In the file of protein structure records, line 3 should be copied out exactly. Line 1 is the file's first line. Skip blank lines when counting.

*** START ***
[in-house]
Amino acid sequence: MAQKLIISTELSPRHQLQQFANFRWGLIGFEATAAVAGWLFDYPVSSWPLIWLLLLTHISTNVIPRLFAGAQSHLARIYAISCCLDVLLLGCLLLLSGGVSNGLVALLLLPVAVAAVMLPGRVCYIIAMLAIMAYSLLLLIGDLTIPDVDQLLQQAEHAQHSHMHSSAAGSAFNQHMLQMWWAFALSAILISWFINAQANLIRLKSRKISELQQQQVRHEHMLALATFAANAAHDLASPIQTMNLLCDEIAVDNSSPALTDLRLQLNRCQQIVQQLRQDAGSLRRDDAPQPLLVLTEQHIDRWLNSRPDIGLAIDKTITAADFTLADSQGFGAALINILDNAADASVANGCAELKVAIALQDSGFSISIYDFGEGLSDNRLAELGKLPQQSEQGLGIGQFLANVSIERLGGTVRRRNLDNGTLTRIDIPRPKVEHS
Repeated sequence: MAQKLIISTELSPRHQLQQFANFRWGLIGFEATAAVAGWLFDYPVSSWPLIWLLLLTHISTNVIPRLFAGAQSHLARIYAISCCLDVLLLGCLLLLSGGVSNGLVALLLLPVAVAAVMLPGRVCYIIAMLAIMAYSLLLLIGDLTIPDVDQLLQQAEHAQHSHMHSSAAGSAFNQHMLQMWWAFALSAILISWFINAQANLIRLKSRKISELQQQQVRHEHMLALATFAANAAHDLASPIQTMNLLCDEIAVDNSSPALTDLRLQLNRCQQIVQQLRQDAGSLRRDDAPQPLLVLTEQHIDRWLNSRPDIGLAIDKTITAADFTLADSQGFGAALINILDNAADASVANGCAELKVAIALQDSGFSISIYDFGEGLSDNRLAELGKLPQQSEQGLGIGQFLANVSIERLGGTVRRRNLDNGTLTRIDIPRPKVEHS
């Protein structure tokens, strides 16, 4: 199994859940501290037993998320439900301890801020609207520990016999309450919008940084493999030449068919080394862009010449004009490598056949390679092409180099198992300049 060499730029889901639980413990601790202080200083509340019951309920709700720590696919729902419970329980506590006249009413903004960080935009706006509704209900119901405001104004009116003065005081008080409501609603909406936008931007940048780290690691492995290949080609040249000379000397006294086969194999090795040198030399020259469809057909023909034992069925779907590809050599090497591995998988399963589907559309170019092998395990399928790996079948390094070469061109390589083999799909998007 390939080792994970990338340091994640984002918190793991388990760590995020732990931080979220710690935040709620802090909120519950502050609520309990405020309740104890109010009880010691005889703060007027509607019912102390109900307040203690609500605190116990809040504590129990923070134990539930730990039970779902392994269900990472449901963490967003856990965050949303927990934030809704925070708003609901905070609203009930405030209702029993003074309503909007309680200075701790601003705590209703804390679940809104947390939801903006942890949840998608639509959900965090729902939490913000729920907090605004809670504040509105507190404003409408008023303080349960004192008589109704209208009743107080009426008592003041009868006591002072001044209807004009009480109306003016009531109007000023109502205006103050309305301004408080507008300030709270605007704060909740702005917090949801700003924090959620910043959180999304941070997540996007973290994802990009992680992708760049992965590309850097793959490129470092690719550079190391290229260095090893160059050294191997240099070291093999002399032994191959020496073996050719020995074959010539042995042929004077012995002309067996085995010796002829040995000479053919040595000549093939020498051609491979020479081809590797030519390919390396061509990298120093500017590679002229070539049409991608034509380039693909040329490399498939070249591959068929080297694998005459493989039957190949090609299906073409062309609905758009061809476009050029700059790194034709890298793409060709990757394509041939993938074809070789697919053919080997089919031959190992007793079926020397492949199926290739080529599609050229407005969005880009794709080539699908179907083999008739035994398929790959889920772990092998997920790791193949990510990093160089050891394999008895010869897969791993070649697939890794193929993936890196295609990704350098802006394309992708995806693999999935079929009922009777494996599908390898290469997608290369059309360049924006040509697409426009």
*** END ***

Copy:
Repeated sequence: MAQKLIISTELSPRHQLQQFANFRWGLIGFEATAAVAGWLFDYPVSSWPLIWLLLLTHISTNVIPRLFAGAQSHLARIYAISCCLDVLLLGCLLLLSGGVSNGLVALLLLPVAVAAVMLPGRVCYIIAMLAIMAYSLLLLIGDLTIPDVDQLLQQAEHAQHSHMHSSAAGSAFNQHMLQMWWAFALSAILISWFINAQANLIRLKSRKISELQQQQVRHEHMLALATFAANAAHDLASPIQTMNLLCDEIAVDNSSPALTDLRLQLNRCQQIVQQLRQDAGSLRRDDAPQPLLVLTEQHIDRWLNSRPDIGLAIDKTITAADFTLADSQGFGAALINILDNAADASVANGCAELKVAIALQDSGFSISIYDFGEGLSDNRLAELGKLPQQSEQGLGIGQFLANVSIERLGGTVRRRNLDNGTLTRIDIPRPKVEHS